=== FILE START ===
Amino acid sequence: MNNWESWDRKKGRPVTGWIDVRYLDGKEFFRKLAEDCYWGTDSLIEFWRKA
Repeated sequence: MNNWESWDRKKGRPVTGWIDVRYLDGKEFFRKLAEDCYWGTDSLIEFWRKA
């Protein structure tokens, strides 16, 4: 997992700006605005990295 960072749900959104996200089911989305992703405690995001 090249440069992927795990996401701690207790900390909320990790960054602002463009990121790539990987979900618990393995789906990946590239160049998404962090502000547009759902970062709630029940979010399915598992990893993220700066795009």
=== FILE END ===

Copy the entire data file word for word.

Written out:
Amino acid sequence: MNNWESWDRKKGRPVTGWIDVRYLDGKEFFRKLAEDCYWGTDSLIEFWRKA
Repeated sequence: MNNWESWDRKKGRPVTGWIDVRYLDGKEFFRKLAEDCYWGTDSLIEFWRKA
């Protein structure tokens, strides 16, 4: 997992700006605005990295 960072749900959104996200089911989305992703405690995001 090249440069992927795990996401701690207790900390909320990790960054602002463009990121790539990987979900618990393995789906990946590239160049998404962090502000547009759902970062709630029940979010399915598992990893993220700066795009």